-- Bluegill, upon learning of the demolition
Because councilman John Gonder's blog entry about the fate of 922 Culbertson deserves the widest possible audience, I've decided to do something I seldom do: Reprint here in its entirety.
As Daniel Suddeath reported in the June 20*, News and Tribune, the building at 922 Culbertson is in the sights of the demolition crew. This is a shame, and it didn't, and still doesn't, have to happen.
The worn-out phrase from some distant management guru applies in this case, it is the requirement to think outside the box.
Inside the box, we see inadequate code-enforcement leading to the deterioration of the structure, which set it on its present perilous course. Many building in New Albany are in sorry shape. Are all these blighters the result of blind eyes in the past? If so, good, we can place blame with people who came before us, and what good does that do anyone?
Are the members of preservation groups strident in defense of the city's historic buildings and neighborhoods; do these groups, or individuals within these groups, rub bureaucrats and policy makers the wrong way? Probably, and so what? Is the Horseshoe Foundation derelict in its mission, not abiding by its bylaws which call on the Foundation to support historic preservation? A lot of people think so.
I've heard that in place of the old tavern will be several newly-designed versions of Habitat for Humanity houses. This laudable group does good and meaningful work, and is worthy of support, however, the houses they have designed for New Albany leave much to be desired. The placement and design of the houses does nothing to help the city escape the branding of certain parts of town as underprivileged, less desirable neighborhoods, and, therefore does not break the cycle of exclusion and poverty for the residents of those neighborhoods. Inside the Culbertson Avenue box, if the Habitat solution is chosen, we seem intent on making sure that this depressed neighborhood stays depressed and looks the part.
Does New Albany have money to fund the preservation and reuse of the building at 922 Culbertson? Not if you listen to the noise within the box.
Outside the box, there's plenty of money to salvage this building and help this neighborhood, as Suddeath reported June 19*. The sewer bond restructuring will pipe over a million dollars into City coffers. The rehabilitation of the building at 922 Culbertson has been estimated at between $150,000-300,000. Since the available funds to save this building would come from this rewrite of the bonds, perhaps it is fitting that the Sewerage Department share in the benefits of its salvation. Since the City's exhaustive search for willing parties to take on the rejuvenation process of the building has produced no results, why not use some of the savings from the sewer bonds, to invest in a first class renovation of the property and move the Sewer Billing offices there?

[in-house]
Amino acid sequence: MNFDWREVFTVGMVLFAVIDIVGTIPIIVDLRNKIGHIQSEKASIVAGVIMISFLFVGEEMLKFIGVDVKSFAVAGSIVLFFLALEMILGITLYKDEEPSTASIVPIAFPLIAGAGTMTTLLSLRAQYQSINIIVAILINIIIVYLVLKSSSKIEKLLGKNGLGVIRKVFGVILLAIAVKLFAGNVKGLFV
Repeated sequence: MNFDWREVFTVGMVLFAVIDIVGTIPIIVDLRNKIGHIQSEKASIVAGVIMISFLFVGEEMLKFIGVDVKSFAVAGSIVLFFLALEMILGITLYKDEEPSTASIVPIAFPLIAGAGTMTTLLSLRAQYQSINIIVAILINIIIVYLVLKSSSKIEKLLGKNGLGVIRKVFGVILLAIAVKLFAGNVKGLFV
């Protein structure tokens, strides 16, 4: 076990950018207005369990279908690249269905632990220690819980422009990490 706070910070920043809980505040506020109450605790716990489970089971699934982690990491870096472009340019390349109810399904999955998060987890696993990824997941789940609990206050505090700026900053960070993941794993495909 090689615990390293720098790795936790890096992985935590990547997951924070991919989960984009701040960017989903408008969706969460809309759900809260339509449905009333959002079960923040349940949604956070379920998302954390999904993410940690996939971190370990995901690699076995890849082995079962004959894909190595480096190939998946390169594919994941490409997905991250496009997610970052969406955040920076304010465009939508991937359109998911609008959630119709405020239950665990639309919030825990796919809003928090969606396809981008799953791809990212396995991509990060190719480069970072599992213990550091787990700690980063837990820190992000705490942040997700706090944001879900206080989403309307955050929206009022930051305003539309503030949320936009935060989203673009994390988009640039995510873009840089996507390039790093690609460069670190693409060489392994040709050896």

The structure is large enough to allow for the operations of that office to be housed on the main floor, with additional space on the upper floor for private offices for sewer employees or a field office for code enforcement, a police substation, or many other public uses. Even with the sewer offices there, the large main room of the tavern would be an ideal setting for a neighborhood Assembly Room, where from time to time governmental meetings could be held, including some City Council meetings. This would be an opportunity to deliver government services to the place where people live.
If the City's use of the property has the effect I believe it would, adding stability and vitality to that neighborhood, it need not be a permanent part of the neighborhood. The City's tenancy could be ended any time and the structure could be sold to private users. But, those private users would be buying into a part of town that has been greatly improved, and more inviting of private investment.
Inside the box rests a wrecking ball. Outside the box lies an open-ended list of possibilities.
One choice requires no imagination, and returns very little to the citizens of that neighborhood, or the city at large.
The other choice requires a hopeful vision for the city and all of its neighborhoods, a commitment to work toward an environmentally sustainable future, a city of walkable, safe, prosperous and interesting neighborhoods. What's the point of walkable neighborhoods, if you have no place to walk to?
Such neighborhoods can help New Albany rebuild, and bring vitality back to the city, as young people starting new families are given what many of their contemporaries are currently seeking in the older neighborhoods of Louisville, such as Germantown and the Highlands. It is not an overnight fix. It is, rather, a long slow process, and one which is immensely helped with a focal point such as the 922 building. If we don't seize some opportunity with this building, it will be a mistake. Will it be a mistake fatal to New Albany's future? Of course not. But it will be a mistake which we didn't need to make if we just looked outside the box.The lid's open. All we need to do is step out.
*June 20, 2014--News and Tribune, Old New Albany tavern to be torn down
*June 19, 2014--News and Tribune, New Albany City Council acts to restructure sewer bonds